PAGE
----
At the University of Birmingham, we advocate an enquiry-based approach to learning. This means giving you all the support you need to become an independent and self-motivated learner, developing the qualities that are so highly sought after by employers…qualities that will give you the edge in your future career.
We use a variety of teaching methods at the University, including:
- Lectures, where experts in their field share their knowledge and discoveries with you in challenging and provocative ways. You’ll be expected to 'read-around' the subject matter of lectures, adding to your understanding and developing your critical faculties and analytical skills. Many of our academics are global authorities on their subject, and during your time here you will have the invaluable opportunity to learn from, and work alongside, these world-leading academics.
- Seminars, where you present and discuss your ideas and knowledge in smaller groups, engaging in lively debate to share your interpretations and opinions with other students.
- Tutorials, where you meet usually in small groups to discuss your work more intensely with your tutor.
- Workshops, which usually involve students working in groups, led by a member of academic staff, to solve problems.
- Laboratory based work, your chance to gain practical experience and apply your knowledge in a laboratory setting. This mainly applies to courses in science, technology and engineering.
- Your own research project, an extended, in-depth piece of work produced in your final year either as a dissertation or a laboratory project.
The transition to a new way of learning can be a challenge, with university study differing greatly from college and school learning. Our lecturers and tutors make sure you have all the resources you need to make the transition from A-levels to the more rigorous demands of a degree:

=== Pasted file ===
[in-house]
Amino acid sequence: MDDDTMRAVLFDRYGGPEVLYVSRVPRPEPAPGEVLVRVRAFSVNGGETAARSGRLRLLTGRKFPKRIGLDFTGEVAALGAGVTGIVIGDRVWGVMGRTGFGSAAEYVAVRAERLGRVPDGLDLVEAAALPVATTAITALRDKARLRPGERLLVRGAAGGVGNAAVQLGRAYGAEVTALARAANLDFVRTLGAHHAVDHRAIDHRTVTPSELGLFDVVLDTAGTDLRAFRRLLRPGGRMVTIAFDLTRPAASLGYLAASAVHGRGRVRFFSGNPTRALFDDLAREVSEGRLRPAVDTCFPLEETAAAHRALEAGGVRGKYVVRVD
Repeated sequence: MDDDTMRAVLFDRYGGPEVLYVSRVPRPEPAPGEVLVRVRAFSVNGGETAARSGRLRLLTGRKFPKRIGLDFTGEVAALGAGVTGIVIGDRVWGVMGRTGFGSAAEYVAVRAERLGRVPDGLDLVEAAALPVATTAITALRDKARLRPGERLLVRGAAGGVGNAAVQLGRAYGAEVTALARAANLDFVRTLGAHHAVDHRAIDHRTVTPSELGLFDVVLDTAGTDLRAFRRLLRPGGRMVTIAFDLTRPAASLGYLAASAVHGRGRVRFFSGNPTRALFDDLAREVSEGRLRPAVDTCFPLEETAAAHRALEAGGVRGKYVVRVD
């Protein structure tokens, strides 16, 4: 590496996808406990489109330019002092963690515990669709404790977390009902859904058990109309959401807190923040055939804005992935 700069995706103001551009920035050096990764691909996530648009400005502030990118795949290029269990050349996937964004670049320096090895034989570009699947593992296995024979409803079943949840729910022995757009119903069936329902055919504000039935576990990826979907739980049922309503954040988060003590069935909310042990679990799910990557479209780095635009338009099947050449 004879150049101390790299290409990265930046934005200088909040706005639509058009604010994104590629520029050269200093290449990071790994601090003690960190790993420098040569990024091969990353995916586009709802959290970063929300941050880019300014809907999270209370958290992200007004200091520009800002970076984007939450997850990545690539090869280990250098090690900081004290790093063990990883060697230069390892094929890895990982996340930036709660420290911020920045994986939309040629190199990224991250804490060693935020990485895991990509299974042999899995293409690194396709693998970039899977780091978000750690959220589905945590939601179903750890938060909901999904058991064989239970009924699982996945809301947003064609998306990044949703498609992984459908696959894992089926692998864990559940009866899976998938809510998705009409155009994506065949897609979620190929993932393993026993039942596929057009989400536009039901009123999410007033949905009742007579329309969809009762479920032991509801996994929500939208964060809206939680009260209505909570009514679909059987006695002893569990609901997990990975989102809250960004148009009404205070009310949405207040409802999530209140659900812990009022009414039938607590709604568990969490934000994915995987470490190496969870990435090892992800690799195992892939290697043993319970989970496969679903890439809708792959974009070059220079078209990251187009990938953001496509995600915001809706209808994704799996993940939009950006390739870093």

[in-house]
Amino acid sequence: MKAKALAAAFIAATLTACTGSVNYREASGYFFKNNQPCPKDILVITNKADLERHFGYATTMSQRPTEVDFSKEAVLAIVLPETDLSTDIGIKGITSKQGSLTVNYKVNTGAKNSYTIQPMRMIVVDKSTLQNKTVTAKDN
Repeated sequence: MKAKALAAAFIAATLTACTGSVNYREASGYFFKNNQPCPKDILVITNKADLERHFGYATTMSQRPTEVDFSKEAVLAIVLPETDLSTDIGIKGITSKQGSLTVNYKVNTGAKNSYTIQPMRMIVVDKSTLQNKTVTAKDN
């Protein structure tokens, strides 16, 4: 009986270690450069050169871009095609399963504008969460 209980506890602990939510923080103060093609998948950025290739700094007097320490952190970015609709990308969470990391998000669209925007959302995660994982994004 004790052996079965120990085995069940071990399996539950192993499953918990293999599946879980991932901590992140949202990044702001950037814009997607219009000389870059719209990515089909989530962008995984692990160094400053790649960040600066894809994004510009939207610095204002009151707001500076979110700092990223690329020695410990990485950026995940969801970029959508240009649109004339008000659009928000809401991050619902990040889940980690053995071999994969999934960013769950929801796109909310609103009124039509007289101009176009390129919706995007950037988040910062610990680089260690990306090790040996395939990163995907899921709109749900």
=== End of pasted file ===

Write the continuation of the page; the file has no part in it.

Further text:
- Interactive resources are on hand for you to use even before you start with us. Our skills4study Campus resource ‘preparing for academic study’ and skills4uni interactive site can help you see your progress in terms of preparing for life at university. If you’d like to access mathematics and statistics resources, there are some excellent support sites available such as mathcentre and mathtutor.
- Your personal tutor is assigned right at the start of your time at Birmingham. They will provide you with help and advice on any study-related issues and help you to monitor and reflect on your progress. You’ll have regular contact with your tutor, and can arrange to see them anytime to discuss your academic progress or any personal issues.
- Specialised learning support services are available for students with disabilities, including learning disabilities.
- Welfare tutors based in your school or department can help you with both academic and welfare problems.
- International students can also contact the International Student Advisory Services (ISAS) to discuss their learning support needs.
- >>Progress>> is an online resource which you can access as soon as you enroll, helping you to recognise, develop and track the skills you are learning during your studies and leisure activities.
Victoria, BSc Chemistry "Undertaking independent study into a project at the cutting edge of research where the answer is not predetermined helped strengthen my synthetic chemistry knowledge and gave me the confidence to work in an industrial environment."
The Transition Review is a compulsory, formal review of your academic and personal progress that takes place during your first year. It’s your chance to discuss your progress with your personal tutor, including all the sources of academic support that are available to you and possible academic and professional development opportunities.
During a 30-minute one-to-one tutor meeting, you’ll:
- Discuss your academic and personal development
- Review your assessment feedback
- Discuss your achievements to date
- Consider any early career goals
- Complete a study needs analysis